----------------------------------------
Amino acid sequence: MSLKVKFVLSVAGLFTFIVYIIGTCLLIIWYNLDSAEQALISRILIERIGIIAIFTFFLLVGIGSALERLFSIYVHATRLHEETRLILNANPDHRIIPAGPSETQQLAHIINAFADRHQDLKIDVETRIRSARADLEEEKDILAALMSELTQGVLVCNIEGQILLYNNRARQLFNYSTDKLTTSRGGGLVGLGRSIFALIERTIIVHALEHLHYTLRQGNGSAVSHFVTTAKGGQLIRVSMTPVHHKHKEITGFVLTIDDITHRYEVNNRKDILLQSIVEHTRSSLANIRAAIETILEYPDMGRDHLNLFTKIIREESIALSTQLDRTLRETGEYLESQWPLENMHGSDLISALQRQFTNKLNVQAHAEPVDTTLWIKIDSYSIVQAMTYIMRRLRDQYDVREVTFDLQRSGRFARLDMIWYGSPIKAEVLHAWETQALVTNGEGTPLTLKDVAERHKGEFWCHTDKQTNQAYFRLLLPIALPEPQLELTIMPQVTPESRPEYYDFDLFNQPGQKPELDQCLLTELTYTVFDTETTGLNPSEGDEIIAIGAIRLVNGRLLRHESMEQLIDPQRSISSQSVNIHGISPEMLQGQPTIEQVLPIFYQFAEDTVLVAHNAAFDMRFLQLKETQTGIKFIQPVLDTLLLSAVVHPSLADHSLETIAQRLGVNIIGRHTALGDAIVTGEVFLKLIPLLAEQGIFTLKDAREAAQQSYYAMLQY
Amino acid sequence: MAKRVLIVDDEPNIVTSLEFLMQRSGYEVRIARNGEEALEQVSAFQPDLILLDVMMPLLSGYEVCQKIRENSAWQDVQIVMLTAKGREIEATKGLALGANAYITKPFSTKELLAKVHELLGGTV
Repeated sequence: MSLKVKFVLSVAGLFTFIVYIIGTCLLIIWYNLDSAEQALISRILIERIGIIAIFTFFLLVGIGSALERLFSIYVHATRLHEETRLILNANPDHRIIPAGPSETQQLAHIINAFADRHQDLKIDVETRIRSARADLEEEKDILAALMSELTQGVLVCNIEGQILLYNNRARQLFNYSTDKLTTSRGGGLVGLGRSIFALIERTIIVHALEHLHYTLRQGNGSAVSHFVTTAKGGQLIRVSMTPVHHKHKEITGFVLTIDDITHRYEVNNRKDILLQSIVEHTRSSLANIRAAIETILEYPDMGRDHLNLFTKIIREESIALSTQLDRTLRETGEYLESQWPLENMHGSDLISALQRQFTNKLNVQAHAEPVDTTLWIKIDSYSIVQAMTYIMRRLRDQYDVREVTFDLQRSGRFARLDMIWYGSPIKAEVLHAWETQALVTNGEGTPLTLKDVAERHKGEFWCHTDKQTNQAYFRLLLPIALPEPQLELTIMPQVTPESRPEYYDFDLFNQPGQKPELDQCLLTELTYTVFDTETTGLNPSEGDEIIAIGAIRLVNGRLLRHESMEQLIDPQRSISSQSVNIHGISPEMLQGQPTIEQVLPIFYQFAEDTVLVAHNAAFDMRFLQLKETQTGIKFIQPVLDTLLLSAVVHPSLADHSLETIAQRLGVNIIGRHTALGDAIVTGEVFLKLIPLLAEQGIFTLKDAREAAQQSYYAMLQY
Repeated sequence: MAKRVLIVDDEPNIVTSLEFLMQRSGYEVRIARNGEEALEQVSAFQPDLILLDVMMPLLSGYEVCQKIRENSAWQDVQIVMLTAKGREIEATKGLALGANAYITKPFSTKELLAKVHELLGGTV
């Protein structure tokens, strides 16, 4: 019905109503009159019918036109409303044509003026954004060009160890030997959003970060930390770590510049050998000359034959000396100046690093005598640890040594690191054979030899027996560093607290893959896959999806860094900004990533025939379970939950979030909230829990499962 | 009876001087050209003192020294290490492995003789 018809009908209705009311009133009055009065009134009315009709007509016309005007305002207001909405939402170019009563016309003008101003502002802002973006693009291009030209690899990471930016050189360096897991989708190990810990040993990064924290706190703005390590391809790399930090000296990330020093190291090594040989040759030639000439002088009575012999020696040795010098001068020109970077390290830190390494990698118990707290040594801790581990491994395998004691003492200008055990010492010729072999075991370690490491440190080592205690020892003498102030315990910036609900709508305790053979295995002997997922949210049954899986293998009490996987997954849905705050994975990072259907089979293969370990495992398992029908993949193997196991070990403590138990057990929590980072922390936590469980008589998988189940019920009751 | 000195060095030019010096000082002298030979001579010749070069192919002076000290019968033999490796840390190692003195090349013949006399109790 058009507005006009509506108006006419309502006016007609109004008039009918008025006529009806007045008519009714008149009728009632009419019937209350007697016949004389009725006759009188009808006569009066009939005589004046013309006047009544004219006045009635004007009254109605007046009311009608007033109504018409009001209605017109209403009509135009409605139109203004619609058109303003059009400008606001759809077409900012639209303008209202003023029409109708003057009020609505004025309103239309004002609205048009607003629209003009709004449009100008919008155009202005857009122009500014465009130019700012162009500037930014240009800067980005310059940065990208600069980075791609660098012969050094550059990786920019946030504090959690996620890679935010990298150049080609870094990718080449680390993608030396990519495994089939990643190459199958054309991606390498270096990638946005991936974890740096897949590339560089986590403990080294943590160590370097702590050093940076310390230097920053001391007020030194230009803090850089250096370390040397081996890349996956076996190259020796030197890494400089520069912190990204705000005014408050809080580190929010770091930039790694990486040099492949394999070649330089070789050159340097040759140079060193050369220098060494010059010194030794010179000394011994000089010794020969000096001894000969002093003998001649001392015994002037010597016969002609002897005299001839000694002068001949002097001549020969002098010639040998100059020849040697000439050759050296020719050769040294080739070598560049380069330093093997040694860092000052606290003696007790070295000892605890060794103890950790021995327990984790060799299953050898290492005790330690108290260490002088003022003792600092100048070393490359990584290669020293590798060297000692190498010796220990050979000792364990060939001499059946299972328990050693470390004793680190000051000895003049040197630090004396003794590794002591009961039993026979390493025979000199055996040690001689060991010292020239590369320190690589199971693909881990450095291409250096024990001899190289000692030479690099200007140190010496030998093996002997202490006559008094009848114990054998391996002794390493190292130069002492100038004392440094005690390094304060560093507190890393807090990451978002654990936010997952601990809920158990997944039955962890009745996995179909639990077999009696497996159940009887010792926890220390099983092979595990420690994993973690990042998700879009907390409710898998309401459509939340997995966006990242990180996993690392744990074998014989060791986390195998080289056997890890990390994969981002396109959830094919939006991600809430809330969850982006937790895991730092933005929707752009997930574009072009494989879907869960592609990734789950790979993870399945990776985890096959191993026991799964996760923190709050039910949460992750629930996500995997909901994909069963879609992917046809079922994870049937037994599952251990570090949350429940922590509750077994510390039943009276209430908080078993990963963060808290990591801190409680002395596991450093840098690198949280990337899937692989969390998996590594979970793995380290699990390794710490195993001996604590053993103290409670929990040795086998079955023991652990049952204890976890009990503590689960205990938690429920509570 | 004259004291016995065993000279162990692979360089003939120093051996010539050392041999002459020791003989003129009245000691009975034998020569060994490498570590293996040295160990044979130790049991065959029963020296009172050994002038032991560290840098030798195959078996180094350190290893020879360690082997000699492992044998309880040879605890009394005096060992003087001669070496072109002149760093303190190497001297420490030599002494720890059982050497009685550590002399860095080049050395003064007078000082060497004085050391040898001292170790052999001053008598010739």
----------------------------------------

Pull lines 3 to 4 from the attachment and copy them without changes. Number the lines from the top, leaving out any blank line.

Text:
Repeated sequence: MSLKVKFVLSVAGLFTFIVYIIGTCLLIIWYNLDSAEQALISRILIERIGIIAIFTFFLLVGIGSALERLFSIYVHATRLHEETRLILNANPDHRIIPAGPSETQQLAHIINAFADRHQDLKIDVETRIRSARADLEEEKDILAALMSELTQGVLVCNIEGQILLYNNRARQLFNYSTDKLTTSRGGGLVGLGRSIFALIERTIIVHALEHLHYTLRQGNGSAVSHFVTTAKGGQLIRVSMTPVHHKHKEITGFVLTIDDITHRYEVNNRKDILLQSIVEHTRSSLANIRAAIETILEYPDMGRDHLNLFTKIIREESIALSTQLDRTLRETGEYLESQWPLENMHGSDLISALQRQFTNKLNVQAHAEPVDTTLWIKIDSYSIVQAMTYIMRRLRDQYDVREVTFDLQRSGRFARLDMIWYGSPIKAEVLHAWETQALVTNGEGTPLTLKDVAERHKGEFWCHTDKQTNQAYFRLLLPIALPEPQLELTIMPQVTPESRPEYYDFDLFNQPGQKPELDQCLLTELTYTVFDTETTGLNPSEGDEIIAIGAIRLVNGRLLRHESMEQLIDPQRSISSQSVNIHGISPEMLQGQPTIEQVLPIFYQFAEDTVLVAHNAAFDMRFLQLKETQTGIKFIQPVLDTLLLSAVVHPSLADHSLETIAQRLGVNIIGRHTALGDAIVTGEVFLKLIPLLAEQGIFTLKDAREAAQQSYYAMLQY
Repeated sequence: MAKRVLIVDDEPNIVTSLEFLMQRSGYEVRIARNGEEALEQVSAFQPDLILLDVMMPLLSGYEVCQKIRENSAWQDVQIVMLTAKGREIEATKGLALGANAYITKPFSTKELLAKVHELLGGTV